Group work was employed effectively in practical and theory classes. During practical work, where student groups were small, all students were actively engaged and their skills were well developed. They worked collaboratively and the practical activities supported the development of their understanding and skills. However, groups composed of larger numbers resulted in some students in each group being uninvolved in the task at hand. It is recommended that for hands-on student practical activities, student groups should be small in order to facilitate active engagement and learning by all. In all lessons, as students performed the practical activities the teachers constantly circled the classroom, giving appropriate attention and support to individual needs. This is good practice. Due regard was given to safety procedures in almost all instances. However, care should be taken to ensure that all studentsí wear their safety glasses on all necessary occasions. The employment of a studentsí handout in one instance supported students effectively as they worked through the practical activity. In one case, students were asked to predict the results and support their prediction in advance of completing an investigation. This is good practice and should be utilised to a greater extent. It is not good practice to write up experiments in advance, as this does not support an investigative approach to learning Science. It is recommended that classroom discussion take place on completion of studentsí practical work in order to review progress and consolidate learning that has taken place. It also provides an opportunity to clarify any lack of understanding and correct any misconceptions that students may have.
There were some very nice examples of linking the lesson content to the everyday life experiences of the students, thus making the subject tangible and relevant. In a lesson devoted to chemical calculations, studentsí understanding was very effectively developed through initial review of basic mathematical concepts using concrete examples. This is excellent practice. In another lesson, everyday terms for specific animals, for example, fat pigs, were used in tandem with the correct scientific term.
At all times, studentsí contributions were encouraged
and affirmed. Overall, there is a good quality of teaching and learning in
Chemistry and Science in
Formal examinations are held at Christmas for all classes, and in the summer for the non-examination classes. State examination classes also have pre-examinations. There is some evidence of other tests being administered at the discretion of the teacher during class time. It is understood that some elements of common assessment are incorporated into the formal examinations in junior cycle, when appropriate. This is good practice and should be extended as it complements the common programme of work and provides for standardisation of studentsí learning across a year group.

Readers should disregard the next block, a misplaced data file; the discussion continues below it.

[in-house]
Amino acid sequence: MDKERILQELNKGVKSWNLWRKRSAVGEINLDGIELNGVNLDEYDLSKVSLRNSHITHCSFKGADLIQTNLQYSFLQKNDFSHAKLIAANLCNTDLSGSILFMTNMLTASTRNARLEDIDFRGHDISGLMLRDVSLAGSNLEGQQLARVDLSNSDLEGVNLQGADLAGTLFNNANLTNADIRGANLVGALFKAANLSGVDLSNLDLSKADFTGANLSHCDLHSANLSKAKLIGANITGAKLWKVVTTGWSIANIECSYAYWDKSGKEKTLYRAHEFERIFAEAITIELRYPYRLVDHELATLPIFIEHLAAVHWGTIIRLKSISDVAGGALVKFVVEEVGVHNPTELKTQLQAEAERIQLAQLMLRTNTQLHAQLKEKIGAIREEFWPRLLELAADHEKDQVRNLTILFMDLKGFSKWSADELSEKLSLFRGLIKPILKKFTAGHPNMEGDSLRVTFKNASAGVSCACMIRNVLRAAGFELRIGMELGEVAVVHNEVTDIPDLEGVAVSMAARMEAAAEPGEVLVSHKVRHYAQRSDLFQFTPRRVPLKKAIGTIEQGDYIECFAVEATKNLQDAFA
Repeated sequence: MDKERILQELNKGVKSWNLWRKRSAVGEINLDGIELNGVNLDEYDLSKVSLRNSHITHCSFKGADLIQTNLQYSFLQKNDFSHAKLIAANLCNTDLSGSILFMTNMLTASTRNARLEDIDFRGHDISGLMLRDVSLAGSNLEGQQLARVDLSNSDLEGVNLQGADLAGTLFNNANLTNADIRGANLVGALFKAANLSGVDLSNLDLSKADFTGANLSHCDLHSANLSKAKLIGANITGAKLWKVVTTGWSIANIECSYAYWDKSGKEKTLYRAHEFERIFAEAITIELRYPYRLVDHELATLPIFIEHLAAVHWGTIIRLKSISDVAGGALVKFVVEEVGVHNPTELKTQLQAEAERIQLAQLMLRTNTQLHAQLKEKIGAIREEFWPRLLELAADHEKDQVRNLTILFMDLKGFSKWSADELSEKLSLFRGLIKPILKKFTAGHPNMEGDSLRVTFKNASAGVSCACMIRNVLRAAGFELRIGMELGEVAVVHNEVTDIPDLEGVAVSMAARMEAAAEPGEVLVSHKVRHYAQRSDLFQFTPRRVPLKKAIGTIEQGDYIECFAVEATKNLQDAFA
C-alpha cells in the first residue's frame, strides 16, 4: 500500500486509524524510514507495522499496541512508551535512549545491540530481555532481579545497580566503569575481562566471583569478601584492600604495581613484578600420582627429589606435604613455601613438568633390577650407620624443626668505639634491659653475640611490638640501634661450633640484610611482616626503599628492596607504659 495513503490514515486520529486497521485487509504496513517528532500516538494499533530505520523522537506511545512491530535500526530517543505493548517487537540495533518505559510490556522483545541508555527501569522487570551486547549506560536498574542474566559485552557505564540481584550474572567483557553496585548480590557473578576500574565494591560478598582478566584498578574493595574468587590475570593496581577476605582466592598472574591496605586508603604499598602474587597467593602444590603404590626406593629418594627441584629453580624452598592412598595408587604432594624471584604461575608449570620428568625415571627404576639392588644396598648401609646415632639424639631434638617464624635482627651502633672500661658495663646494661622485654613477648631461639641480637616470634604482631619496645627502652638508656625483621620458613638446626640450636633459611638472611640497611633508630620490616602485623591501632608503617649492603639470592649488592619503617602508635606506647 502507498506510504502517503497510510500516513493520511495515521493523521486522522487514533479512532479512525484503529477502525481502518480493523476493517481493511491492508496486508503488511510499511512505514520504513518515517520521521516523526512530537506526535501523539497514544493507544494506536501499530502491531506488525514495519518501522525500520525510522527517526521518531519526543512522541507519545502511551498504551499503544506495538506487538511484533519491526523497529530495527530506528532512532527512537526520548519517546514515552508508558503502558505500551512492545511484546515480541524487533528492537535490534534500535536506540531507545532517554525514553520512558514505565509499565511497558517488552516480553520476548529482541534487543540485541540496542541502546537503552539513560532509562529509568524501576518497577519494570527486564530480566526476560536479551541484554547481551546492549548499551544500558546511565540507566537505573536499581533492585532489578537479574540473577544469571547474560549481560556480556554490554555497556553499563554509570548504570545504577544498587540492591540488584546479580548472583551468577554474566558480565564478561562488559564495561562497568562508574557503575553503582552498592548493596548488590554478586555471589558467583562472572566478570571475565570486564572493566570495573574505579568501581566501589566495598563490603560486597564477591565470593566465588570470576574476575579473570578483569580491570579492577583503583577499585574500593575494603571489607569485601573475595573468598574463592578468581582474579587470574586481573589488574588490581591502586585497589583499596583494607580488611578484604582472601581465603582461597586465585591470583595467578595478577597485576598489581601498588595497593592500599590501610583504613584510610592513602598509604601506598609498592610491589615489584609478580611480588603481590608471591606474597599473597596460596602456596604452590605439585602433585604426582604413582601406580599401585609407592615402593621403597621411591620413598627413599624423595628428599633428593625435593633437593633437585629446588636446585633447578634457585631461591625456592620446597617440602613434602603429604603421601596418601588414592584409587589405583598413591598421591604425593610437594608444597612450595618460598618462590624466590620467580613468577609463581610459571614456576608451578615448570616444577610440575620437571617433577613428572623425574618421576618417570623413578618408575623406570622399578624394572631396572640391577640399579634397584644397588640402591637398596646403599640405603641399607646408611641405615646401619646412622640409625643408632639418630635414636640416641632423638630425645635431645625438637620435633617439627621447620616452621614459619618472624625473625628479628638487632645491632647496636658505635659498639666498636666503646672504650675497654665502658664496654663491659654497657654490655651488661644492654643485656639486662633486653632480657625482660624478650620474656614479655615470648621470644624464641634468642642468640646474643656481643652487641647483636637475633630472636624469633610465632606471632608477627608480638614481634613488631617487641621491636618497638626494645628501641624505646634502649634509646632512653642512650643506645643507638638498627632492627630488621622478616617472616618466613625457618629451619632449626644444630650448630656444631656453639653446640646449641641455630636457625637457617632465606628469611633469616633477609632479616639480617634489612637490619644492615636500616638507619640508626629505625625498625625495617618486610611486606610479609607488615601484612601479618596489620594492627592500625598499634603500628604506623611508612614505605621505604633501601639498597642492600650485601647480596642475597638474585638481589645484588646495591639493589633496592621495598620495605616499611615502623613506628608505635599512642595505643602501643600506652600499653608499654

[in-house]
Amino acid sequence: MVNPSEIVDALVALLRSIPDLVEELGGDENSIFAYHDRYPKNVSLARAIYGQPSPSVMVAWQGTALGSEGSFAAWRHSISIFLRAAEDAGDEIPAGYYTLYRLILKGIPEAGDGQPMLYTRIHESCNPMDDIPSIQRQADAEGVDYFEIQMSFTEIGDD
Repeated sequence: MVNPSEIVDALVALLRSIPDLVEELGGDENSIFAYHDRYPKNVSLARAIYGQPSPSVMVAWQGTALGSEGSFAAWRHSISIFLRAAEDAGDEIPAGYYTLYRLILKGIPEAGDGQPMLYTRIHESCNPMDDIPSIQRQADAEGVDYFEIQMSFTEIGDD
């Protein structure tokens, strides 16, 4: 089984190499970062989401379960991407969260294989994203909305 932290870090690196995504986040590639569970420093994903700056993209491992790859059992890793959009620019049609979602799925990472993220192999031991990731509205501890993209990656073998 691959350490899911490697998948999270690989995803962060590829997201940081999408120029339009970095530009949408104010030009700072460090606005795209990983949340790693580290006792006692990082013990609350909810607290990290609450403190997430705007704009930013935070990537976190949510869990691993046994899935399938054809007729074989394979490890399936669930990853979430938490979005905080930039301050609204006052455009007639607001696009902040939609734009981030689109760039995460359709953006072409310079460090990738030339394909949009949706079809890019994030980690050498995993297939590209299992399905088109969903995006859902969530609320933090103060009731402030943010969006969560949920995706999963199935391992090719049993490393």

A good commitment to oral questioning has already been referred to as part of the informal science-specific assessment policies in operation in the lessons observed. Written homework serves to reinforce studentsí learning within lessons. From examination of studentsí copies and files, the work given to the classes was found to be appropriate to ability levels. Written work was varied and included writing up practical work, word searches, and standard questions. In some instances, there was evidence of monitoring and annotation of homework. Consideration should be given to the increased employment of the desirable practice of teacher annotation, which reflects the principle of assessment for learning (AfL). Further information on AfL can be accessed at www.ncca.ie.
All students have laboratory notebooks or files in which they record their investigative work. The inclusion of practical work in a scheme of continuous assessment is commended, as it provides motivation for engagement by all students with the practical elements of the course and ensures regular monitoring of student laboratory notebooks. Such practice also reflects the assessment objectives of the Junior Certificate science syllabus, and provides a more accurate indicator of a studentís ability in the subject.
There was evidence of recording of attendance rates, behaviour and assessment in teachersí journals. This is good practice as it helps to build a profile of studentsí engagement, progress and achievement in the subject over a period of time.
The school has a policy of analysing state examination results. A good level of contact is maintained between the school and parents. In addition to twice-yearly reports, ongoing information regarding studentsí progress is also given to parents through the student journal, and annual parent-teacher meetings. Procedures for reporting positive attainment complement the procedures that are in place for those students experiencing difficulty. This is commended. During the course of the inspection it was stated as a result of a staff review of the schoolís assessment policy, it is planned that additional progress reports would be sent to parents at October midterm and at Easter. This ongoing communication with parents is good practice.
The following are the main strengths identified in the evaluation:
As a means of building on these strengths and to address areas for development, the following key recommendations are made:
Post-evaluation meetings were held with the teachers of Science and Chemistry and with the principal at the conclusion of the evaluation when the draft findings and recommendations of the evaluation were presented and discussed.